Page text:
To plan for distribution optimization in your peer-to-peer deployment, consider how data transfers within networks.
Offices and Subnets
Define an office with one or more subnets or subnet ranges connected over a local area network (LAN). Offices retrieve content from their parent offices, and distribute them to their child offices.
Peer distribution has three types of offices, and these office types share data in specific ways.
- Default - Defines a standard wired LAN. Clients attempt to share content and they send broadcast discovery requests.
- VPN - Defines an office and subnet range allocated for clients connecting through VPN. Clients within a VPN office do not attempt to share content, but they do send broadcast discovery requests.
WiFi - Defines an office and subnet range allocated to clients connected over WiFi. Clients within a WiFi office share content, but they do not send broadcast discovery requests.
If you have a physical office with a wired (default) subnet and a WiFi subnet, create an office for each network. Make the WiFi office a child of the wired office so that the WiFi network receives packages from the wired parent office.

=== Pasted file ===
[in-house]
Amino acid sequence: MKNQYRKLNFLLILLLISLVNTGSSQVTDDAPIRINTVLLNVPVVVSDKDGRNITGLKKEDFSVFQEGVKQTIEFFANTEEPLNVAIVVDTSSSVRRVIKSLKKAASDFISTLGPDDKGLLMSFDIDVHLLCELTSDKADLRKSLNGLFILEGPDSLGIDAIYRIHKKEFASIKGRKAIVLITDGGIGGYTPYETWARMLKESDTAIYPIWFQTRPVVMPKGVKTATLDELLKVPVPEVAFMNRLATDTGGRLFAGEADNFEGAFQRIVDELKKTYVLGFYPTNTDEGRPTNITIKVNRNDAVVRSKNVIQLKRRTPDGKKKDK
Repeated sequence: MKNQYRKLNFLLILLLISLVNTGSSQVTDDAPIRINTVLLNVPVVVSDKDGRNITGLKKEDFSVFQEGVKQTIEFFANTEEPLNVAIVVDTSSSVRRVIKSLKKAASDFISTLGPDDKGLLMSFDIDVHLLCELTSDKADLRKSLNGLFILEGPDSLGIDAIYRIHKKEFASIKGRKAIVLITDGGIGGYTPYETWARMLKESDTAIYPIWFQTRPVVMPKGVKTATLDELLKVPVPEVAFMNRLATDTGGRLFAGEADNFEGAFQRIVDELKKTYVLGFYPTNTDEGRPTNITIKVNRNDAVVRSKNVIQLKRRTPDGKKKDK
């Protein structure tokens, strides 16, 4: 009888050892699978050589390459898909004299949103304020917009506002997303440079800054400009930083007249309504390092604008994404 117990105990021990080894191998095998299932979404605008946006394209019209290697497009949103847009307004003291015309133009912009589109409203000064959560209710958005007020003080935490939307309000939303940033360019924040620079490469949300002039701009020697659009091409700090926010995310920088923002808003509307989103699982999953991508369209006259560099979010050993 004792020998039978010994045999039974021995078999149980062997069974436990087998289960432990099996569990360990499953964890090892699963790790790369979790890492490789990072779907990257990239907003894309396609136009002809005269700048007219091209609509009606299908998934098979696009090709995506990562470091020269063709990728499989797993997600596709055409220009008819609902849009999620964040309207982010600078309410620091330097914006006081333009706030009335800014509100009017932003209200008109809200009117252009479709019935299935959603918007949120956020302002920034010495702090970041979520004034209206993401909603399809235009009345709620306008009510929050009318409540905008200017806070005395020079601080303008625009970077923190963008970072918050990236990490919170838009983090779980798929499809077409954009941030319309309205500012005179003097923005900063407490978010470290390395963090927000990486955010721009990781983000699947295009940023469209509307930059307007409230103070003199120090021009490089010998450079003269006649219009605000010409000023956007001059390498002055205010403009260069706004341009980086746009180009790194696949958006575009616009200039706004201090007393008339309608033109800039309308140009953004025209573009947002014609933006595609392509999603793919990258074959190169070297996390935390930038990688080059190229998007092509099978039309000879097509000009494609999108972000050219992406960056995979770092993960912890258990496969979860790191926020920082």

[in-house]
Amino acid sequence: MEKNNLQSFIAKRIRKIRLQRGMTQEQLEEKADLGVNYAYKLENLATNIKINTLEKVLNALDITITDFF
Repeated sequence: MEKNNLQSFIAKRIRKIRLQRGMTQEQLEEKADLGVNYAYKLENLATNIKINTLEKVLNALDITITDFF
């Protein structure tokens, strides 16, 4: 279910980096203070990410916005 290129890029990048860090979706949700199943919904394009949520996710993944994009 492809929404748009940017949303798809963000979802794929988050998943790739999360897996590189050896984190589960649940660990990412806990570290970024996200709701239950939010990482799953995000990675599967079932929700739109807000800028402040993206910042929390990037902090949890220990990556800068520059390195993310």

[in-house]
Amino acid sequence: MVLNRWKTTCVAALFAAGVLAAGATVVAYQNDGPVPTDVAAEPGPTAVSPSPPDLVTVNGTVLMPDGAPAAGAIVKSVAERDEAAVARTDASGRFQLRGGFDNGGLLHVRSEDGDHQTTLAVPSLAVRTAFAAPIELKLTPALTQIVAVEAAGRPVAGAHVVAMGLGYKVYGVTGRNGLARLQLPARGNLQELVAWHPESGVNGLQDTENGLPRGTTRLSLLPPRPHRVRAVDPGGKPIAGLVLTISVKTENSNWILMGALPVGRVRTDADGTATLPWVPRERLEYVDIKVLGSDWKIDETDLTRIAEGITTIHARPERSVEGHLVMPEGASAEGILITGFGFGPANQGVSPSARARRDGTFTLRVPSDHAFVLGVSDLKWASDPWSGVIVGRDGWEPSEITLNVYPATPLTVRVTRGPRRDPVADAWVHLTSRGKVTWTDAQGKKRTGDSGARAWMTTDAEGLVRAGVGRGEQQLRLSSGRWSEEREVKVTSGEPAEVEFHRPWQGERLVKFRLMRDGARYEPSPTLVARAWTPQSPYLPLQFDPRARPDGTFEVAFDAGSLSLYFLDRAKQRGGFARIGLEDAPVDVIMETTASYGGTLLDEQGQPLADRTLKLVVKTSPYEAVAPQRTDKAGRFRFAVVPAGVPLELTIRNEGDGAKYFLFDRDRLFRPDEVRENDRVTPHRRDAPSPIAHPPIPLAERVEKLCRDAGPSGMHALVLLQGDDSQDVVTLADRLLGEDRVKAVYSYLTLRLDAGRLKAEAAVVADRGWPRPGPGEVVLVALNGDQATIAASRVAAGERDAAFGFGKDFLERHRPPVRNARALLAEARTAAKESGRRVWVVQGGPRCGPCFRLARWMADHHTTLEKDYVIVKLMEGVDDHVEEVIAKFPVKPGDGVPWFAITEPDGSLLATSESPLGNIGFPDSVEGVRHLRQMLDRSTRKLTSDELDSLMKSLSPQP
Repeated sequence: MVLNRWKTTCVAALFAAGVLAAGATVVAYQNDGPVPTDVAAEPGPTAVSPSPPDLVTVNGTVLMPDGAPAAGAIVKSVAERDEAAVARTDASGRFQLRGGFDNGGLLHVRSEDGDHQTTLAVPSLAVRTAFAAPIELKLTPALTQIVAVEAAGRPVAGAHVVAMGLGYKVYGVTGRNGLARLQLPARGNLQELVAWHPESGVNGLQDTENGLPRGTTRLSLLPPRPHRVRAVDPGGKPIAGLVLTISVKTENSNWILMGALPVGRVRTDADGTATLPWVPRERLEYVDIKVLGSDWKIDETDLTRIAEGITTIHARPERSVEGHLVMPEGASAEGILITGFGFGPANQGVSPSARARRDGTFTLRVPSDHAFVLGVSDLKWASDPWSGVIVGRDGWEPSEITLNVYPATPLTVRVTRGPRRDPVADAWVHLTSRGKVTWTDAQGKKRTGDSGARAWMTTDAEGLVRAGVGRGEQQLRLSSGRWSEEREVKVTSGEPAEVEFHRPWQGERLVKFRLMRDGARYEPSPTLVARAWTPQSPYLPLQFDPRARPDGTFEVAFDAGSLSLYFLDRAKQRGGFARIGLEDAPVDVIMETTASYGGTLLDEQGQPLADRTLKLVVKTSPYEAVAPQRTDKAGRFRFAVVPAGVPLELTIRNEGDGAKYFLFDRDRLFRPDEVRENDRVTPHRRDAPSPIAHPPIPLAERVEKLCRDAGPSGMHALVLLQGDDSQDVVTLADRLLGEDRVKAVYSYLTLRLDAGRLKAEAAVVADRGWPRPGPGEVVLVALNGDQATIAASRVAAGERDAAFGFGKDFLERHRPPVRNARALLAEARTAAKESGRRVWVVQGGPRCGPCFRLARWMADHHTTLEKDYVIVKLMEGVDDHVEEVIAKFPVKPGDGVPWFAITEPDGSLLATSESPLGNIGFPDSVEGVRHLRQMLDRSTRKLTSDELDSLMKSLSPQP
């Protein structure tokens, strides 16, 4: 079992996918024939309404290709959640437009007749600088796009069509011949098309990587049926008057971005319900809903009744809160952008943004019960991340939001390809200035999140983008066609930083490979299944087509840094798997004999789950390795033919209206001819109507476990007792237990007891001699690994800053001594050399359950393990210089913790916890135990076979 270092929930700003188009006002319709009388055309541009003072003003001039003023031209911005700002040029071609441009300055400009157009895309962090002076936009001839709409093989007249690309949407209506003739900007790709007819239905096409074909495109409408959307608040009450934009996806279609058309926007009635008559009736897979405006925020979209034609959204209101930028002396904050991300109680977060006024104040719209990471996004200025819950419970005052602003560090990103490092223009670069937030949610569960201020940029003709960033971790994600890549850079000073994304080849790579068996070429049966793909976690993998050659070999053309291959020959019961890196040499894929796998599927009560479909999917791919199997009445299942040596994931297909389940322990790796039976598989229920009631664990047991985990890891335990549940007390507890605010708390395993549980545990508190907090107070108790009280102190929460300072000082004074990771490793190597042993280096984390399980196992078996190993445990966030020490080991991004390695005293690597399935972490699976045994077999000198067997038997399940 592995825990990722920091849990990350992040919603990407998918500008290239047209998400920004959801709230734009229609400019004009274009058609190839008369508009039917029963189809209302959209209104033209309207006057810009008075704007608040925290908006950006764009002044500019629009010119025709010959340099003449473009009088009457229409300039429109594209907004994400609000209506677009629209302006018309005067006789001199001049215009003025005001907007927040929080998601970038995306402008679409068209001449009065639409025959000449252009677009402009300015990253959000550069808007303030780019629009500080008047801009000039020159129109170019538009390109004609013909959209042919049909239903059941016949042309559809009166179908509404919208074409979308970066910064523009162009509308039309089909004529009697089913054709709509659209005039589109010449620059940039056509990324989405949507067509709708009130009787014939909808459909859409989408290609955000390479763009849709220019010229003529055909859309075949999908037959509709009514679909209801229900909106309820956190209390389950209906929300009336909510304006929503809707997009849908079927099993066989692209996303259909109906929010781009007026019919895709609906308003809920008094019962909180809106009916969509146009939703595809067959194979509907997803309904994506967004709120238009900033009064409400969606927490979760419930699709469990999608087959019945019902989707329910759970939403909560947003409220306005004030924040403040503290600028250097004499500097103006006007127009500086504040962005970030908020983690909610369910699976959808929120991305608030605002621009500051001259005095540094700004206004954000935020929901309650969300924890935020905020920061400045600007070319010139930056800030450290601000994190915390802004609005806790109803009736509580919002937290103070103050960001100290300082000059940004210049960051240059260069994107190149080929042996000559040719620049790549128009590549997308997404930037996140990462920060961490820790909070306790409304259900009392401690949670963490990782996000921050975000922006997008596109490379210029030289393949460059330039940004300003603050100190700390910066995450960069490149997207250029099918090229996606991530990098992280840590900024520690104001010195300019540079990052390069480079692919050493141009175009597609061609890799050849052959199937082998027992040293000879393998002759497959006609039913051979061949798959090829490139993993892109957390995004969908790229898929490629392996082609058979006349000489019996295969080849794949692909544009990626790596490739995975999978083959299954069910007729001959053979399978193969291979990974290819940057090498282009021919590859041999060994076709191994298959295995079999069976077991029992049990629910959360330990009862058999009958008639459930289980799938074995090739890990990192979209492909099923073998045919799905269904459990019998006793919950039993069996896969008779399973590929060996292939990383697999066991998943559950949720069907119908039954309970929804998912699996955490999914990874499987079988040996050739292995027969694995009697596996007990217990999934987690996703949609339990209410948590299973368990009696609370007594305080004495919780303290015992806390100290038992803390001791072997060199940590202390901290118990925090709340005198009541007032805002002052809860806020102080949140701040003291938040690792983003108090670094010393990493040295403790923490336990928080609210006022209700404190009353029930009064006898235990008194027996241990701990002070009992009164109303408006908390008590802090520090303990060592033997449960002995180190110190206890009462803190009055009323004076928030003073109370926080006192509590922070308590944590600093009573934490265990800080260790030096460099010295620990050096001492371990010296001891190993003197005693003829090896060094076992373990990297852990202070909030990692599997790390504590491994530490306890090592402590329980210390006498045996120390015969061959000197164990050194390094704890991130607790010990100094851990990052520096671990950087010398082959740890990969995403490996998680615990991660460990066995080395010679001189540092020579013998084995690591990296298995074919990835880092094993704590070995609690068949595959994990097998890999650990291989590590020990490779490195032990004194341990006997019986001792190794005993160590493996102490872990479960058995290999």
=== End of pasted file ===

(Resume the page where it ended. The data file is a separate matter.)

Central Office and the Peer-to-Peer Server
The peer-to-peer server must reside in one of the subnets in the top-tiered Central Office. This placement makes it available to all clients in the hierarchy.
Data Transport in Offices
The system distributes content from a parent to child office once. This behavior limits data sent across wide area network (WAN) links.
The adaptive protocol is a proprietary protocol that monitors the length of edge router queues and sends data when queues are nearly empty. This protocol, implemented by an advanced kernel driver, removes the need to throttle bandwidth when deploying applications with peer distribution.
Data transport within offices uses the LAN, or Foreground protocol. The peer distribution system does not manage this protocol.
Data transport between offices uses the WAN, or Background protocol. This protocol is also called the Adaptive Protocol. It is designed to protect bandwidth availability on WAN links.
Define subnets connected over a WAN link as separate offices. If offices are misconfigured, the LAN protocol might be used over a WAN link, causing saturation of the WAN.
Clients Receive Applications According to Ordered Criteria
The peer-to-peer system sends and receives applications according to many factors, including the available device space, device form factor, and operating system type. The download order follows these elections from top to bottom.
- Devices with the largest actual free space
- Devices that are identified as preferred, also called RVPs (rendezvous points)
- Device chassis type (desktops are chosen over laptops)
- Device operating system type (servers are chosen over work stations)
- Devices with longer system up-times
- Devices with the largest usable free space
Peer-to-peer clients receive application packages from a CDN or a file storage system when they cannot find packages within the hierarchy. A CDN, which is optional for on-premises deployments, offers increased download speed over the file storage system.